# Checkpoint challenge 2018 `Steganography`- writeup on the fly

Sounds like a cool challenge!
We have a code which encrypts plain inside a gif format. Let’s see how it does it.

Three Files:

1. secret.gif- containing our flag
2. lzwlib.py
LZW compression is the compression of a file into a smaller file using a table-based lookup algorithm.
Two commonly-used file formats in which LZV compression is used are the GIF image format served from Web sites and the TIFF image format

3. enc.py- get gif file,flag and returns steganography of the gif.

The slow and less interesting way to solve this challenge is to read all the code and understand it deeply. The right skill for the good researcher is the ability to read just minimum necessary code to get the flag. There are many quick experiments that could follow us to the relevant code.

### Let’s get started

For the beginning, I guess the most efficient way to win is comparing between the plain gif and the secret gif that I will create. Binary diff is a very strong tool for reversing without wasting time on reading code.

Interesting first diff! Our flag split into two and has been written after the gif header:

`mp, ks = M(s)o.write(f.read(hdr_end))o.write('\x21\xFE')o.write(WB('RDBNB'+mp))`

I need to understand what WB and M do…

#### WB

`<Length><Data><\x00>`

If the data > 255 it would be separated to blocks.

#### M

M returns shuffled(upper(flag)) and a list of the key to recover the origin flag (origin indexes and is_upper).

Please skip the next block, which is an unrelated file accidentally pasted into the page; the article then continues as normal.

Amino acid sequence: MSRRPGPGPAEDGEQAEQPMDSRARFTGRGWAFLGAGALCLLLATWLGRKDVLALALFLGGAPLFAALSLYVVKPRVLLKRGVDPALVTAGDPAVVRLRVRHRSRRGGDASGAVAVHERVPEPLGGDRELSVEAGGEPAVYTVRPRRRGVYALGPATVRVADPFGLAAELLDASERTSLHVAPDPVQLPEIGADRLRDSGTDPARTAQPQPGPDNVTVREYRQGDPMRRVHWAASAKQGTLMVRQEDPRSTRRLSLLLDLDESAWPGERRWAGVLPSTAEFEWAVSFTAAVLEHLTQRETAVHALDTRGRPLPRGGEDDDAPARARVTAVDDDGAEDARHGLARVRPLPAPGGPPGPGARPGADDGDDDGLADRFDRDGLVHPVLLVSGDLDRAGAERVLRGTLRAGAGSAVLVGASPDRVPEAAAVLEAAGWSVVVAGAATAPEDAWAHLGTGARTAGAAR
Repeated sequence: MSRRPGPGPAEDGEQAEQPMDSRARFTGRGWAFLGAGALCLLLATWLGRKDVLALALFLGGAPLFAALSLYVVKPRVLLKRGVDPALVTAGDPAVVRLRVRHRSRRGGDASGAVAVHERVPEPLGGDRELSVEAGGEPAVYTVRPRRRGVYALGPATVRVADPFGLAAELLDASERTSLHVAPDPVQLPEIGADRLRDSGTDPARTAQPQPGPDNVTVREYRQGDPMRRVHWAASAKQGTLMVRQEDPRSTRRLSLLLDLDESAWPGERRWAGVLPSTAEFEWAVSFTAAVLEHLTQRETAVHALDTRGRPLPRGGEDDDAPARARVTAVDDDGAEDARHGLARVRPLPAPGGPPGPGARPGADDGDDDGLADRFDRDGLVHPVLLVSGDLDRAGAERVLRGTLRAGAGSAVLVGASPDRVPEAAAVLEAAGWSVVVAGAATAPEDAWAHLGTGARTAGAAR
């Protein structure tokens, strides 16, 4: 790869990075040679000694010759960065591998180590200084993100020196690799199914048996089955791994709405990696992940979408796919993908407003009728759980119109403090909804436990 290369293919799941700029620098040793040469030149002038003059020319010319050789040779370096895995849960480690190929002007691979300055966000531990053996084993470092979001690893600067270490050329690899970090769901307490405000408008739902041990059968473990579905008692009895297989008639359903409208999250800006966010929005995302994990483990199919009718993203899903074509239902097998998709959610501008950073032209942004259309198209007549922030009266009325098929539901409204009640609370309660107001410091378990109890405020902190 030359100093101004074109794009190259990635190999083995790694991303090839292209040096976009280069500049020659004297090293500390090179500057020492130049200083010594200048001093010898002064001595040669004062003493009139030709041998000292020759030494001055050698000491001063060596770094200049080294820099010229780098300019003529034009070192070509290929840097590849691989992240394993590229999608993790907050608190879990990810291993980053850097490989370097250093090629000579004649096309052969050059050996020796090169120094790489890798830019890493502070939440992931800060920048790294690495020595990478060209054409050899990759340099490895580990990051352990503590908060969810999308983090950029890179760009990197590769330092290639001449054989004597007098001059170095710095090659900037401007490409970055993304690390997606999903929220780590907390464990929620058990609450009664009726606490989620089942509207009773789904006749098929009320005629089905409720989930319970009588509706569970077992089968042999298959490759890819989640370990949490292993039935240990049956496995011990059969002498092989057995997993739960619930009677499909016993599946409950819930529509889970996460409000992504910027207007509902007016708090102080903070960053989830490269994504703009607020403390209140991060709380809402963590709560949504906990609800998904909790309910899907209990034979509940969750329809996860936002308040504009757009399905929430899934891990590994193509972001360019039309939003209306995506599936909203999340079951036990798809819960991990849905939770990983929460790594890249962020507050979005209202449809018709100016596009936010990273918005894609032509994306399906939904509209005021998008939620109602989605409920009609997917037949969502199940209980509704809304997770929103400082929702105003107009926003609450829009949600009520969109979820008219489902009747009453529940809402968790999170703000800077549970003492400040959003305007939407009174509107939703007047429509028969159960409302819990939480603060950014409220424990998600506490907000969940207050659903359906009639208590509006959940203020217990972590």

#### Not bruteforce

Now we can know the shuffled flag! what is it?

Length: 0x1A (161 bytes)

`In [60]: secretf = open("secret.gif", "rb")`
`In [61]: secretf.seek(0xcf)`
`In [62]: secretf.read(1)Out[62]: '\x1a'`
`In [63]: flag = secretf.read(0x1a+1)`
`In [64]: flagOut[64]: 'RDBNBWFT}YMRGO{_SL@UEK3AHI\x00'`

So the flag is: WFT}YMRGO{_SL@UEK3AHI → FLAG{<16 bytes>}
Such a shame it’s too long for bruteforce! It is more than 60 bit options (in the good case) :(

#### Find ks

The only place that ks has been mentioned is here:

`if ks:    mpindx, isup = ks.pop(0)    obuf += h(mpindx, isup, ww, hh, len(global_colors)-1)`

Variables:

`+----------------------+------+---------+| mpindx               | 0-22 | from ks || isup                 | 0-1  | from ks || ww                   | ?    | from F  || hh                   | ?    | from F  || len(global_colors)-1 | ?    | from F  |+----------------------+------+---------+`

F seems like a kind of a gif parser. Perhaps I can run F on the secret.gif and get the parametrs?

`In [141]: F(open("tomcat-power.gif", "rb")) == F(open("tomcat-power.gif.out.gif", "rb"))Out[141]: True`

Now let’s understand h function: It involves randints, shuffeling and compressing. Every time I run it the length of the output changes.

:/

Although there’s always the same magic to all the strings! Can I find the magic in the code?

So now, according to this pattern I can find all the interesting information. Let’s write a python code which finds the magics and reverses the data to it’s original parameters:

The asserts are very important because , from my experience, there could be a lot of bugs in parsing which without asserts we wouldn’t know about.
Let’s have a look in the h function:

I know all the parameters which can get into Q and h arguments as I showed before. The mission is to get b6 and b1.

#### isuuper

Let’s look at b1:

idx = unknown*2 + b1
1. I know idx
2. I know b1 is 1 or 0
3. And I know a product of 2 is always even!

which means:

isup = b1 = idx % 2

#### mpindx

For b6 let’s have a quick look at m

m reutns always 4 numbers. According to these numbers it will be pretty easy to predict the flow and get a / b6 / mpindx:

#### Finally

We got all what we need! See the final code (it is not the most efficient, but it is very easy to understand) :

In this challenge I shared my thoughts and all the methods I tried until the flag.

Feel free to review and comment!